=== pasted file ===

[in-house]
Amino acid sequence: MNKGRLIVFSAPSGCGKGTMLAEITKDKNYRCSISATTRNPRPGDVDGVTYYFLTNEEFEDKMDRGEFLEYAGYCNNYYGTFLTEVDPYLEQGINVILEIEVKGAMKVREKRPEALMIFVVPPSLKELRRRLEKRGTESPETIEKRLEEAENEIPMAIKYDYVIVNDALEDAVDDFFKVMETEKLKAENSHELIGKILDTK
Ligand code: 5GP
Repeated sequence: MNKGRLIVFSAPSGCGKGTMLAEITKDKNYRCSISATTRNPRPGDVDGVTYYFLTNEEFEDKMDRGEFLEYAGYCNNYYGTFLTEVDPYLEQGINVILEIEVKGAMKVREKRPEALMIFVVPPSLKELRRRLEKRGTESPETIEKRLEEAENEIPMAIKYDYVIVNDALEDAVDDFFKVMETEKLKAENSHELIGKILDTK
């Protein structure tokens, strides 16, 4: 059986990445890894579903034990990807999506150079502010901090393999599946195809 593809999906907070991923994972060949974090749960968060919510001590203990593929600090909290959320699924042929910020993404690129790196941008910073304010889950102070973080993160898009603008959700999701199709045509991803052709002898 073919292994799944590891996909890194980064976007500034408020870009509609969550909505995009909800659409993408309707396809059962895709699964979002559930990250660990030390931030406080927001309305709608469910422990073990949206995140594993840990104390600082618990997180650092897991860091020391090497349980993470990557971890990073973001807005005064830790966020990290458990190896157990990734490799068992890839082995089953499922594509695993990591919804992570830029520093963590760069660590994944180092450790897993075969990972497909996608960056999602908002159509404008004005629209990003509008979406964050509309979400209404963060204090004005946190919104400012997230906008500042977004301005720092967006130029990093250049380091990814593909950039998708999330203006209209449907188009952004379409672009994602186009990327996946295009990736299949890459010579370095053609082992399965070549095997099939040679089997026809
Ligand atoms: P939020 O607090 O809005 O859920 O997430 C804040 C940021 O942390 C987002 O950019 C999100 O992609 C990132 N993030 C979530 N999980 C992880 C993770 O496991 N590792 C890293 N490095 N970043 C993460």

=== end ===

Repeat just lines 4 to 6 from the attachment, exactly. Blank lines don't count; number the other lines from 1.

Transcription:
Repeated sequence: MNKGRLIVFSAPSGCGKGTMLAEITKDKNYRCSISATTRNPRPGDVDGVTYYFLTNEEFEDKMDRGEFLEYAGYCNNYYGTFLTEVDPYLEQGINVILEIEVKGAMKVREKRPEALMIFVVPPSLKELRRRLEKRGTESPETIEKRLEEAENEIPMAIKYDYVIVNDALEDAVDDFFKVMETEKLKAENSHELIGKILDTK
């Protein structure tokens, strides 16, 4: 059986990445890894579903034990990807999506150079502010901090393999599946195809 593809999906907070991923994972060949974090749960968060919510001590203990593929600090909290959320699924042929910020993404690129790196941008910073304010889950102070973080993160898009603008959700999701199709045509991803052709002898 073919292994799944590891996909890194980064976007500034408020870009509609969550909505995009909800659409993408309707396809059962895709699964979002559930990250660990030390931030406080927001309305709608469910422990073990949206995140594993840990104390600082618990997180650092897991860091020391090497349980993470990557971890990073973001807005005064830790966020990290458990190896157990990734490799068992890839082995089953499922594509695993990591919804992570830029520093963590760069660590994944180092450790897993075969990972497909996608960056999602908002159509404008004005629209990003509008979406964050509309979400209404963060204090004005946190919104400012997230906008500042977004301005720092967006130029990093250049380091990814593909950039998708999330203006209209449907188009952004379409672009994602186009990327996946295009990736299949890459010579370095053609082992399965070549095997099939040679089997026809
Ligand atoms: P939020 O607090 O809005 O859920 O997430 C804040 C940021 O942390 C987002 O950019 C999100 O992609 C990132 N993030 C979530 N999980 C992880 C993770 O496991 N590792 C890293 N490095 N970043 C993460």